Two Kansas City families in need get keys to their own home
On the morning of his first birthday, little sleepyhead Kai Lyles got something many kids take for granted.
A room all to himself.
And while, at his age, Kai isn’t likely to remember this step up from the cramped apartment his family has been living in, dad Oscar Lyles won’t forget the day he and his partner became owners of a newly renovated house, courtesy of Jackson County taxpayers.
“It’s big, it’s spacious — I’m excited about it!” 22-year-old Oscar Lyles said Thursday as local officials toured the three-bedroom bungalow near the 3500 block of Woodland Avenue.
A few minutes earlier, County Executive Frank White answered the prayers of the Lyleses and another needy family in a ceremony at the Nutter Ivanhoe Neighborhood Center on Kansas City’s East Side.
In addition to the Lyleses — alongside Oscar and Kai were Kai’s mother, Jasmine Fluker, and Oscar’s 15-year-old brother, Robert — White awarded a renovated house in the 4400 block of Park Avenue to Dyon Holman and her son, Derrion.
White’s predecessor, Mike Sanders, began the Constructing Futures home giveaway program in 2009. And just as in past years when Sanders was the emcee, White surprised the unsuspecting families as a crowd waited eagerly to experience what many consider the feel-good moment of their year.
When the Lyleses and Holmans entered the room, they knew they were in the running for free houses. But not until White turned to them with a big smile did they realize they’d been selected.
“In the words of Oprah Winfrey,” White said, “You get a house! And you get a house! So why don’t you come on over and get keys to your new home?”
Dyon Holman wept in her chair quietly, as Derrion beamed. Only later, as he walked inside their new bungalow with a big red bow on the front door, did the tears stream down the 8-year-old’s cheeks.
Not all that long ago, Dyon Holman lived in a homeless shelter, White said. Thanks to assistance from the social service agency Community LINC, she’s working toward becoming a nursing assistant and one day would like to own a hair salon.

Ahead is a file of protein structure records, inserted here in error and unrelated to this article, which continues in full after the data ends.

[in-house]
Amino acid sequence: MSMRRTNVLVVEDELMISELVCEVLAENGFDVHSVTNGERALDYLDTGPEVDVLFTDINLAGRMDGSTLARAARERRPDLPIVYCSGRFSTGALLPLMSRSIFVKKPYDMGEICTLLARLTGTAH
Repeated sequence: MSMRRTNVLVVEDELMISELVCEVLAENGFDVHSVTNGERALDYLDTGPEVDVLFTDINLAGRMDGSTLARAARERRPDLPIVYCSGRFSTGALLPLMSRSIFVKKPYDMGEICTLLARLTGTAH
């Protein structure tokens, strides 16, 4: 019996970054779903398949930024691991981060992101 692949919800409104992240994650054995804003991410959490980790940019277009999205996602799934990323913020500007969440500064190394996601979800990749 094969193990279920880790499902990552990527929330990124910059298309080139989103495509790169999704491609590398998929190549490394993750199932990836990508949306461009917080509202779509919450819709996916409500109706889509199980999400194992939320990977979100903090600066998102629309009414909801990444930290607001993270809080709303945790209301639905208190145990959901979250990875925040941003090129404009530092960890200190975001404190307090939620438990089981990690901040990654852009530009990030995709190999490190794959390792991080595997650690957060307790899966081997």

Lyles had a tough upbringing that saw him spending time in foster care. Now he works at a hotel on the Country Club Plaza and became his brother’s guardian after their mother died.
“I’d like to thank all you guys,” he said and choked up. “About to cry,” he said, and then he did.
Both families will own the houses free and clear after seven years, if they fulfill the program requirements: keep the properties insured, pay real estate taxes and stay current on neighborhood association fees.
Total: About $325 a month, said program coordinator Lisa Honn.
Of the seven families previously to receive houses under the program, only one returned the keys because they weren’t able to fulfill their obligations.
The Lyleses’ 17-year-old house, owned by the Ivanhoe Neighborhood Council, saw a complete renovation three years ago, so mostly it just needed cosmetic work.
The Holmans’ 102-year-old bungalow, however, had been vacant for years and was redone top to bottom. The county spent more than $108,000 on both houses and raised $13,000 for appliances, Honn said.
As part of a job-training program run by the nonprofit group Connections to Success, four ex-offenders did most of the work fixing up the properties.
The program also is aimed at bolstering struggling neighborhoods. Ivanhoe has been a focus of the program most years, as residents have worked to turn back crime and blight.
“It won’t be long,” neighborhood leader Margaret May said, “before you’ll be hearing people say, ‘We want to live in Ivanhoe.’ ”